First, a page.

Sampling at 10 kHz while outputting a 400 kHz square wave

Hello,

I’m attempting to make a cough detector. This requires to record data from a piezo transducer at a high sample rate (10kHz) and save it to an SD card, awhile simultaneously outputting a square wave (50% duty cycle) in order to set the cut off frequency of a hardware low pass filter.

I have managed to do each of these tasks independently; with the data acquisition using Timer 1 and the output square wave using Timer 2.

I now need to combine both these bits of code, i think i need to apply more interrupts in order to be able to use Timer 2 simultaneously. Has anyone had any experience doing anything similar?

For the data acquisition i am using the AnalogBinLogger code produced by Fat16Lib which is part of the SDFat library, the code can be seen here:
https://github.com/greiman/SdFat/blob/master/examples/AnalogBinLogger/AnalogBinLogger.ino

This is the square wave code:

// Setting ip clock to drive anti-aliasing filter

#include <avr/io.h>
#include <util/delay.h>

int main(void)
{
  pinMode(3, OUTPUT); // Output pin for OCR2B
 // put your main code here, to run repeatedly:
  TCCR2A = bit(COM2A1) | bit(COM2B1) | bit(WGM21) | bit(WGM20);
  TCCR2B = bit(WGM22) | bit(CS20);
  OCR2A = 40;
  OCR2B = 20;
 
}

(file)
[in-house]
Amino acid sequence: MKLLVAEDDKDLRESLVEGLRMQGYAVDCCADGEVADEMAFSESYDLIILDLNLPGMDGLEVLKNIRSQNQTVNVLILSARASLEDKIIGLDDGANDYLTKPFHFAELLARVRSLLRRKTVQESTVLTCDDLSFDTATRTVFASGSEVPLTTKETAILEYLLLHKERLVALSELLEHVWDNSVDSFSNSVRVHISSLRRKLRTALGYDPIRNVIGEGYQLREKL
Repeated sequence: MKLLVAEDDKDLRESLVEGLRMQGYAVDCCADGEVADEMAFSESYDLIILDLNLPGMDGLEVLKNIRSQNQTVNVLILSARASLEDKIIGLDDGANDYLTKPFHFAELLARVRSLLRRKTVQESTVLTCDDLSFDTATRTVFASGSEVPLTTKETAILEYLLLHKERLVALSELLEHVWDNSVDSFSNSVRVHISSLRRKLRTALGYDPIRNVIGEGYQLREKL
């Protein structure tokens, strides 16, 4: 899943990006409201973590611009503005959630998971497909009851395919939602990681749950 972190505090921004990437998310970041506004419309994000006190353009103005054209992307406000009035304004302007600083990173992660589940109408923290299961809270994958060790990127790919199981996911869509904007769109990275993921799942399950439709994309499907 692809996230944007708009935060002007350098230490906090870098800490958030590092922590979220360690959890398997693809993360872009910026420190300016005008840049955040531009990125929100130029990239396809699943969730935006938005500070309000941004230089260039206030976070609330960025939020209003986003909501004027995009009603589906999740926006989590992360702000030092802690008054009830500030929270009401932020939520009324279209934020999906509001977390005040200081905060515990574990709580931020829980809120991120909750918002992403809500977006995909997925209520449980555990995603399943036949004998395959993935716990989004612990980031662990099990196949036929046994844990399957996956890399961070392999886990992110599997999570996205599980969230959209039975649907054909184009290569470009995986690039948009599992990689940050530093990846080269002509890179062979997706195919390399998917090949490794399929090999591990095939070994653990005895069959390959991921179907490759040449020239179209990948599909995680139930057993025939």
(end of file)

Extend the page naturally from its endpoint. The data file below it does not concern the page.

void setup() {
  // put your setup code here, to run once:

}

void loop() {
 
}

Is it necessary that the output be software automated? That is to say, do you need to vary it? If not, I would just separate it and hardware automate it with a 555. Super simple and reliable. I guess I'm asking why you need to combine them. Help me understand.

Square waves can be output using the tone() function very easily. Set the tone on a pin and it will continue until stopped by notone().

Then a sampling rate of 10 kHz is slightly more than the standard rate for a freerunning ADC (let it convert and every time a new conversion is ready, taking just over 100 µs, an interrupt is triggered and you can write the data to your SD card - assuming that interface is fast enough to follow).

I was reading through the data sheet of the filter and saw this:

'When using these devices for anti-aliasing or DAC postfiltering, synchronize the DAC (or ADC) and the filter clocks. If the clocks are not synchronized, beat frequencies will alias into the desired passband.'

So i thought i could output the clock required for the filter from the arduino.

If i use a 555 how do i synchronise the arduino ADC and the filter?

I am not aware of any way of synchronising the Arduino ADC to any form of external clock signal.

Ross2511:
I have managed to do each of these tasks independently; with the data acquisition using Timer 1 and the output square wave using Timer 2.

I now need to combine both these bits of code, i think i need to apply more interrupts in order to be able to use Timer 2 simultaneously. Has anyone had any experience doing anything similar?

Since the square wave is whole generated in hardware with timer2, there is nothing difficult, just set up
timer2 and you'll get your squarewave out whatever else is happening on the microcontroller, so long
as nothing else touchs timer2's settings of course.